Whether it be as a second car to be used for daily commutes, a primary family sedan for the budget-minded, or even a first car for a teenager, the compact car remains a popular choice for savvy shoppers.
With more than 40 choices, it also is a very competitive automotive segment, one that Dodge was absent from for seven years during its trying financial times.
After ending production of the Neon following the 2005 model year, Dodge got back into the compact field in the summer of 2012 with the introduction of the 2013 Dodge Dart, reviving a model name from the 1970s.
The magazine Car and Driver noted it as “the first child of the Chrysler-Fiat marriage,” charged with — among other things — the responsibility of playing a key role in the company’s comeback efforts.
Critics seemed to like the 2013 Dart overall, but bemoaned the lack of response from the standard 2.0-liter, four-cylinder engine and its meager 140 horsepower and punchless 158 pound-feet of torque. A turbocharged 1.4-liter was available as an option, offering more torque, but the more powerful 2.4-liter (184 hp, 171 lb.-ft.) was offered only in the top-of-the-line GT version.
The good news then for the 2014 Dodge Dart is the 2.4 engine is now standard on SXT, Limited, and GT models while only the base SE gets the 2.0 power plant. The 1.4-liter turbo is still standard on the Aero trim.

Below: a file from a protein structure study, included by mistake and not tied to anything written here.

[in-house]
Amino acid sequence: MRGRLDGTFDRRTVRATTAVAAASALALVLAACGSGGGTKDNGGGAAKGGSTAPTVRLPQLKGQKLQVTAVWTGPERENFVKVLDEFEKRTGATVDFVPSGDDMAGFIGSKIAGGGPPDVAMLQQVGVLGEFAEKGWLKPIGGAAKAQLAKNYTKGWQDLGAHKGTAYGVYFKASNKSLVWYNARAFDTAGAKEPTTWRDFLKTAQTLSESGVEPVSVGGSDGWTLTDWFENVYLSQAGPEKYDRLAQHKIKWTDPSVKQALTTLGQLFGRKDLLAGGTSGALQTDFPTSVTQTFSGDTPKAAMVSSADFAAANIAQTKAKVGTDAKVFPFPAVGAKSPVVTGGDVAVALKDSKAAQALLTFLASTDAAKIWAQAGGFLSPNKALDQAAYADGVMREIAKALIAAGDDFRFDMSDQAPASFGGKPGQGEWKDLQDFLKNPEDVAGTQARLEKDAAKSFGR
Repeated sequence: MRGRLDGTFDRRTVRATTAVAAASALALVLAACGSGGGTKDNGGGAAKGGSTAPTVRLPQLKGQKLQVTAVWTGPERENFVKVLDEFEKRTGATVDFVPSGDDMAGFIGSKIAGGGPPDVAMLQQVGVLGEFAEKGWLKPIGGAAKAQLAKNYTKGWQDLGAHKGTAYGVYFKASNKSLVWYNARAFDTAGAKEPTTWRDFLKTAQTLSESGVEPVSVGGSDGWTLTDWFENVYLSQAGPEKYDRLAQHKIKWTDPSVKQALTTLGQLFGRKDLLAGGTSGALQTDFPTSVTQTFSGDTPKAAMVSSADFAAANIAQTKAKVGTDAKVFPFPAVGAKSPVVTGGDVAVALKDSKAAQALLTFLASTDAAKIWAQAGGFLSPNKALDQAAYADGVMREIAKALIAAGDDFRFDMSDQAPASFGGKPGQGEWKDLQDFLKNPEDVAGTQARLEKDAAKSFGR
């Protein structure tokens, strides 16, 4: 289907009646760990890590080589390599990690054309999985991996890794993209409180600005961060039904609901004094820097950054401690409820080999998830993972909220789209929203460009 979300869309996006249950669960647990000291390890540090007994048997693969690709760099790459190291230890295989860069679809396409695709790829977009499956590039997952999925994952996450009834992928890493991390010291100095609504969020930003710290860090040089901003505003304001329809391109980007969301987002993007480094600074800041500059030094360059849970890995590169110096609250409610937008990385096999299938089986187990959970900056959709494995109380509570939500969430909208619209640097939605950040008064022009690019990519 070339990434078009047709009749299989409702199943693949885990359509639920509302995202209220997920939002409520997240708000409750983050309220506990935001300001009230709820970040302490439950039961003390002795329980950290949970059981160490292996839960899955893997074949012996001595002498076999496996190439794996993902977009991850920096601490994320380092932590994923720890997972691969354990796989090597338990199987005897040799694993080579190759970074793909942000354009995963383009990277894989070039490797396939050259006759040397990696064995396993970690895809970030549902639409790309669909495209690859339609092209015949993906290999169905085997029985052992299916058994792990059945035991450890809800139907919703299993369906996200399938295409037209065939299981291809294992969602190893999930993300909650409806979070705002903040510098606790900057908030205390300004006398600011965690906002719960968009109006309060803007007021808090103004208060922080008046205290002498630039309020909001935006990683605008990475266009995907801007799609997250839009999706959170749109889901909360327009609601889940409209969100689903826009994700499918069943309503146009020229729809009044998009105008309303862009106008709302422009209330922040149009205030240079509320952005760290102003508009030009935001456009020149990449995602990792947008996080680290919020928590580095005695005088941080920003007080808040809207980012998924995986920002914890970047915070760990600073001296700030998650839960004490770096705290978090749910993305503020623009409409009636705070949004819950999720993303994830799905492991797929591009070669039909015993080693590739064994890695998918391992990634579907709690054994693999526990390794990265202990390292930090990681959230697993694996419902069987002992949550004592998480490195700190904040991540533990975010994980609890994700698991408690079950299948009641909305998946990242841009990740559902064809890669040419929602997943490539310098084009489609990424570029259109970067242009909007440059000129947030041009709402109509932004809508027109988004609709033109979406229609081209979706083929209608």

A six-speed manual transmission is standard on all but the Dart Limited, which comes with a six-speed automatic transmission. The automatic is available as an option on the other trims.
Considering the boost in power you get from the 2.4-liter over the 2.0, the cost in fuel economy is negligible. The 2.4 drinks regular unleaded at a rate of 23 miles-per-gallon in the city, 33 on the highway with the manual transmission and 21/30 with the automatic. Numbers for the 2.0 are 25/36 with the manual, 24/34 with the automatic.
The turbo in the Aero models offers the best mileage, 27/39 with the manual, 28/41 with the automatic.
Except for the turbo, those aren’t particularly eye-popping numbers. What makes the Dart worth taking a longer look at are some of the amenities it features.
Dodge has gone past what is usually expected of vehicles in this class when it comes to materials for the interior, adding lots of padding to provide for soft-touch surfaces throughout the cabin. The cabin itself is very roomy, and not just for its class. The Dart can compete with many midsize sedans when it comes to passenger comfort.
The Dart also offers a wide expanse of technological features, and — even more important — many are easily operated off an 8.4-inch touchscreen display at the top of the center stack. A Garmin navigation system is offered as an option on Aero, SXT, and GT trims and is standard on in the Limited versions.
Pricing for the 2014 Dodge Dart starts at $16,990 for the SE (including the $995 destination and delivery charge). MSRP jumps to $19,490 for the SXT, $20,990 for the Aero, $21,990 for the GT, and $23,990 for the Limited.
For more specs and information on some features, check out the accompanying slide show.